Republican Field for Mayoral Race Decidedly Unsettled
Republicans eager to unseat Mayor Bill de Blasio this year first have to grapple with a possible primary battle of their own. While some in the GOP hoped the party would coalesce around a single candidate, the field is instead decidedly unsettled. NY1's Grace Rauh has the story.
As far as real estate executive Paul Massey is concerned, the race for City Hall is between him and Mayor de Blasio.
"I think I am the competitor for the current mayor now," Massey said. "I think people understand that."
It is true that Massey, a Republican, is proving to be a formidable fundraiser. But his rate of spending and his stilted performance on the stump have meant that party leaders are not fully settled on him.
"I really believe the Republican Party will take me under their wing because I have been a Republican my whole life," mayoral candidate Bo Dietl said. "But yet, I really feel as though I have a sprinkle-itation of Democrat in me."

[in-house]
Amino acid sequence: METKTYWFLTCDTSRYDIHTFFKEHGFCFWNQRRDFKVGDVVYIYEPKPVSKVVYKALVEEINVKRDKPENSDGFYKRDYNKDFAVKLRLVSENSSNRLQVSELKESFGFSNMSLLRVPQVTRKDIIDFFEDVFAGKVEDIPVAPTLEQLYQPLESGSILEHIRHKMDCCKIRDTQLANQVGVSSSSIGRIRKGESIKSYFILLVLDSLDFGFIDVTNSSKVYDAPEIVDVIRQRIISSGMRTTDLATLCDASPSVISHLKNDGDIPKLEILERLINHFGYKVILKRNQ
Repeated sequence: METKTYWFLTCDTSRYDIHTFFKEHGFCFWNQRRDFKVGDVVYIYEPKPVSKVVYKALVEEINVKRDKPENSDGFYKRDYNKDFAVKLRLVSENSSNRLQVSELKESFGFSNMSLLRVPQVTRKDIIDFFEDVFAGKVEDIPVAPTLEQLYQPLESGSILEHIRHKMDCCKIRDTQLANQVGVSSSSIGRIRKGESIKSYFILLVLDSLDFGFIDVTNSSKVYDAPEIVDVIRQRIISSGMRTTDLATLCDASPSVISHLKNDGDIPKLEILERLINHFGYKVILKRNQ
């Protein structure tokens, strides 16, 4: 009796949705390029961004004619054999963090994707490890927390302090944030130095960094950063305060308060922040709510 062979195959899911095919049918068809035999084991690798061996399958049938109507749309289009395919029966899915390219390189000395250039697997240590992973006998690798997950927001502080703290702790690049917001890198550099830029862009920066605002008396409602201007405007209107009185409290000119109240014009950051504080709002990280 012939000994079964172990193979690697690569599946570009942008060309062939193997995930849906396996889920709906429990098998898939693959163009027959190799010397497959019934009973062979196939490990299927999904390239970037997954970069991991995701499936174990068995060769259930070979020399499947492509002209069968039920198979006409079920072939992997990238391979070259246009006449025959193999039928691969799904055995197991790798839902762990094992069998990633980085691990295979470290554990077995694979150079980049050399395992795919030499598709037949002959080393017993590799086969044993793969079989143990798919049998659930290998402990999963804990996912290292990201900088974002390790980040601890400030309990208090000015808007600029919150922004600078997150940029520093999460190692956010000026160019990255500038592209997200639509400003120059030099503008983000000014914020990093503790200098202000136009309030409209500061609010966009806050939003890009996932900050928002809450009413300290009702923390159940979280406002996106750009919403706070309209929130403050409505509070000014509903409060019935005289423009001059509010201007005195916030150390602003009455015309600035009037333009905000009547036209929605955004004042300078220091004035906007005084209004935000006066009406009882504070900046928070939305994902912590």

Nicole Malliotakis, a Republican Assemblywoman from Staten Island, is considering a run for mayor as well.
Massey, meanwhile, visited Cristo Rey Brooklyn High School to meet with students Thursday and discuss his education plan.
Massey says he wants to throw out the cap on charter schools and give parents more school options.
He also responded to an exclusive NY1 report on his poor voting record. We found Massey voted just five times over a 19-year period.
"I don't think voters are terribly focused on my voting record," Massey said. "I think that, I was working, got up early, went to work, came home late."
Massey has also held off on releasing his tax returns. He says he
filed for an extension and will make them public by mid-October.
When pressed by NY1, however, he did promise to turn over his older returns more quickly.
"I don't mind doing that, Grace," Massey told me Thursday. "I'm happy to do it now."
After initially resisting, Dietl did release his 2015 tax return. He reported making a little over $1.8 million and paying nearly $545,000 in federal income taxes.